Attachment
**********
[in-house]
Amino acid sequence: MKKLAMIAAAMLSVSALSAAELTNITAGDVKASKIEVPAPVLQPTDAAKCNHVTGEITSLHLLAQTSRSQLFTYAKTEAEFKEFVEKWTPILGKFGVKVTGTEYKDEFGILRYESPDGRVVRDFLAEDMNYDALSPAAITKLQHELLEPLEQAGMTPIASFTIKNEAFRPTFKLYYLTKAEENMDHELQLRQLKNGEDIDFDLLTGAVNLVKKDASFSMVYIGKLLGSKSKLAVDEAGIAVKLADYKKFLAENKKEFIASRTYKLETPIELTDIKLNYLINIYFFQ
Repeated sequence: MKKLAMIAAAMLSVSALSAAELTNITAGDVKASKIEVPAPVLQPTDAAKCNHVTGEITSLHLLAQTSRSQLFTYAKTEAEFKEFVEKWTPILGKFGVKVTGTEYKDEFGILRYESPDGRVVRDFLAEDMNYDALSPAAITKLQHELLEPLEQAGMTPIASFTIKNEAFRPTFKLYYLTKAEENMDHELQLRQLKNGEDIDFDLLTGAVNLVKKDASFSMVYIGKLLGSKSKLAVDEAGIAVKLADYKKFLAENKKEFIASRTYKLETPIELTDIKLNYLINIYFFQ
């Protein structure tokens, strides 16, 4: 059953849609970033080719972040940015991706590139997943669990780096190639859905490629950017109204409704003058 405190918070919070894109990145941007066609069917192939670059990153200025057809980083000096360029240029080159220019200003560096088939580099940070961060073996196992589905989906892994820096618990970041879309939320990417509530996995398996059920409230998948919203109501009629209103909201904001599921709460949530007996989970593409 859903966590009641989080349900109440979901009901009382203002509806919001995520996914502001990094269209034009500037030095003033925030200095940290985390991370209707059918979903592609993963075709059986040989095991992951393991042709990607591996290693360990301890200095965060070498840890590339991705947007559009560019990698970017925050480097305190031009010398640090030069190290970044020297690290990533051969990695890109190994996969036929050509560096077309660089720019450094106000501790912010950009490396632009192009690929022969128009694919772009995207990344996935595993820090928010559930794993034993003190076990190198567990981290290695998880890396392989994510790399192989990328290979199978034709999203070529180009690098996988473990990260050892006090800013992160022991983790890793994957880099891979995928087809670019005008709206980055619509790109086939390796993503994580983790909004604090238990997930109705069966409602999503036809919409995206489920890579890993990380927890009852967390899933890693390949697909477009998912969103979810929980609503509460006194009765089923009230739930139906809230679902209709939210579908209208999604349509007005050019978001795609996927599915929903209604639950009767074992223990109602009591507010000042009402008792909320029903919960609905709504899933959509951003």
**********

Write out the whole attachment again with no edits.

[in-house]
Amino acid sequence: MKKLAMIAAAMLSVSALSAAELTNITAGDVKASKIEVPAPVLQPTDAAKCNHVTGEITSLHLLAQTSRSQLFTYAKTEAEFKEFVEKWTPILGKFGVKVTGTEYKDEFGILRYESPDGRVVRDFLAEDMNYDALSPAAITKLQHELLEPLEQAGMTPIASFTIKNEAFRPTFKLYYLTKAEENMDHELQLRQLKNGEDIDFDLLTGAVNLVKKDASFSMVYIGKLLGSKSKLAVDEAGIAVKLADYKKFLAENKKEFIASRTYKLETPIELTDIKLNYLINIYFFQ
Repeated sequence: MKKLAMIAAAMLSVSALSAAELTNITAGDVKASKIEVPAPVLQPTDAAKCNHVTGEITSLHLLAQTSRSQLFTYAKTEAEFKEFVEKWTPILGKFGVKVTGTEYKDEFGILRYESPDGRVVRDFLAEDMNYDALSPAAITKLQHELLEPLEQAGMTPIASFTIKNEAFRPTFKLYYLTKAEENMDHELQLRQLKNGEDIDFDLLTGAVNLVKKDASFSMVYIGKLLGSKSKLAVDEAGIAVKLADYKKFLAENKKEFIASRTYKLETPIELTDIKLNYLINIYFFQ
């Protein structure tokens, strides 16, 4: 059953849609970033080719972040940015991706590139997943669990780096190639859905490629950017109204409704003058 405190918070919070894109990145941007066609069917192939670059990153200025057809980083000096360029240029080159220019200003560096088939580099940070961060073996196992589905989906892994820096618990970041879309939320990417509530996995398996059920409230998948919203109501009629209103909201904001599921709460949530007996989970593409 859903966590009641989080349900109440979901009901009382203002509806919001995520996914502001990094269209034009500037030095003033925030200095940290985390991370209707059918979903592609993963075709059986040989095991992951393991042709990607591996290693360990301890200095965060070498840890590339991705947007559009560019990698970017925050480097305190031009010398640090030069190290970044020297690290990533051969990695890109190994996969036929050509560096077309660089720019450094106000501790912010950009490396632009192009690929022969128009694919772009995207990344996935595993820090928010559930794993034993003190076990190198567990981290290695998880890396392989994510790399192989990328290979199978034709999203070529180009690098996988473990990260050892006090800013992160022991983790890793994957880099891979995928087809670019005008709206980055619509790109086939390796993503994580983790909004604090238990997930109705069966409602999503036809919409995206489920890579890993990380927890009852967390899933890693390949697909477009998912969103979810929980609503509460006194009765089923009230739930139906809230679902209709939210579908209208999604349509007005050019978001795609996927599915929903209604639950009767074992223990109602009591507010000042009402008792909320029903919960609905709504899933959509951003």